A Battle Brews In Beantown

WHEN EVEN McDONALD'S GETS SERIOUS about coffee, you know the millennium has arrived. In Boston, Mcdonald's has just launched ads promising to freshly grind and brew a "premium gourmet" blend. Verily, as McDonald's says, "it's grounds for rejoicing."

The ad is just one stir in a hot new front for the coffee wars. Beantown (nicknamed, of course, for a different bean) is pretty hip when it comes to java. It's home base to the 22-store chain Coffee Connection, which dominates local outlets of other national companies such as Gloria Jean's and Canada's Timothy's. But this week Starbucks, the Seattle-based coffee-bar company that has rolled out more than 270 stores since 1971, UPS the ante by announcing the April opening of its first Boston store. And coming soon: a newly hip Chock Full O' Nuts, which plans a rollout in the Northeast of 200 stores, cafes and kiosks.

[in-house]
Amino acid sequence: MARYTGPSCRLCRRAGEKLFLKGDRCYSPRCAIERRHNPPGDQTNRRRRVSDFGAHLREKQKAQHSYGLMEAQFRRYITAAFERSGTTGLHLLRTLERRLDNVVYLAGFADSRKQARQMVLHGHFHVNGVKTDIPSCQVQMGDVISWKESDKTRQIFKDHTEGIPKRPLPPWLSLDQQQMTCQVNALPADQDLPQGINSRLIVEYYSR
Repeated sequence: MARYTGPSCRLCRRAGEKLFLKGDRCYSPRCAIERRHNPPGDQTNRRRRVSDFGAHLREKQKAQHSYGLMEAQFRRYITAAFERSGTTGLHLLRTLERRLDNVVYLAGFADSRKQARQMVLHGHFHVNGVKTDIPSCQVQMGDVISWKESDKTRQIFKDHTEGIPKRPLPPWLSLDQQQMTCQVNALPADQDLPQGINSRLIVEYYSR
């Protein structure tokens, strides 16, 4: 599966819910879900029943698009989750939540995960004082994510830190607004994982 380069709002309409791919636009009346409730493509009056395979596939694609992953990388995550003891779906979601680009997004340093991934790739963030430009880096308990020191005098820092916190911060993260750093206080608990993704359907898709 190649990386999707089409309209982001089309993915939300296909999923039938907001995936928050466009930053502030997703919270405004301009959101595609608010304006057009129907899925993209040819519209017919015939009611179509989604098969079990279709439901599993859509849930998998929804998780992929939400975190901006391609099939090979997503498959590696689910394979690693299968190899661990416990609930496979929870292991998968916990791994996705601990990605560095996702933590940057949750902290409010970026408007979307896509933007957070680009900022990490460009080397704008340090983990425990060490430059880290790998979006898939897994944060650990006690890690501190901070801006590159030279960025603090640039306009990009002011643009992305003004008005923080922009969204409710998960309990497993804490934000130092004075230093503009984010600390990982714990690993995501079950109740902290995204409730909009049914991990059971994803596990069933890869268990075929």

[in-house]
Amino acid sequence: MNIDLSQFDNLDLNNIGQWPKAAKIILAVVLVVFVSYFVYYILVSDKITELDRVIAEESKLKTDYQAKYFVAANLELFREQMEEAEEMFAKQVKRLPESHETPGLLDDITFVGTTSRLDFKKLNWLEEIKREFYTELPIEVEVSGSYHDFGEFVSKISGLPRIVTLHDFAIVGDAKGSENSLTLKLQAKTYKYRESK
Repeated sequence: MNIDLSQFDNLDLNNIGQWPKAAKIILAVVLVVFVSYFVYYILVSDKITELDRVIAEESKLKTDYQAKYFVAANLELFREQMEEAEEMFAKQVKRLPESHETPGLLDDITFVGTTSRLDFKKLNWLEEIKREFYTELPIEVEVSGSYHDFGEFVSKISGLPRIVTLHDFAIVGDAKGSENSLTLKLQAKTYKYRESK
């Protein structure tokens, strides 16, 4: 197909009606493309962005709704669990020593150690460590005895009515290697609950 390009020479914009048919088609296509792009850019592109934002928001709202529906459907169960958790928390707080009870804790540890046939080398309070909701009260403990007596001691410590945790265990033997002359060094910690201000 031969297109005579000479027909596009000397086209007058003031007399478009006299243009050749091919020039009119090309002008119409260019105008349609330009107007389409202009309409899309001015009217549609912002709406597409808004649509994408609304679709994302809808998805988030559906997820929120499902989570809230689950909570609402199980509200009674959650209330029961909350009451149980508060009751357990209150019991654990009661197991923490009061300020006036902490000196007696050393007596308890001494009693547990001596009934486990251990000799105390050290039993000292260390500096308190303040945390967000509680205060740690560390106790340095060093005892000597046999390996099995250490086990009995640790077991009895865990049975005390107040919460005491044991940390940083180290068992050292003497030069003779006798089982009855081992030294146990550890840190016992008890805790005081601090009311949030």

For the coffnoscenti, this is all good news. Boston "is going to be a coffee paradise," says Corby Kummer, who is writing a book on coffee. But for merchants, it means competition in a market they once had to themselves. Coffee Connection founder George Howell "feels threatened," says Erna Knutsen, a San Francisco supplier. "It's his turf It's certainly a far cry from 1974, when Howell arrived from San Francisco and couldn't find a cup to write home about. Or from 1987, when Howard Schultz bought out Starbucks and set out to turn America into "Latteland."

In fact, Starbucks's arrival in Boston could actually help companies such as Howell's. When Starbucks entered San Francisco two years ago, it fueled demand for local roasters such as Peet's. The specialty market is growing: a trade group predicts it will capture half of the $8 billion coffee market by 1999, up from $1.5 billion in 1989. What will actually suffer most will be the supermarket brands. Once converted, specialty-coffee drinkers rarely go back to Folgers.

A Battle Brews In Beantown | News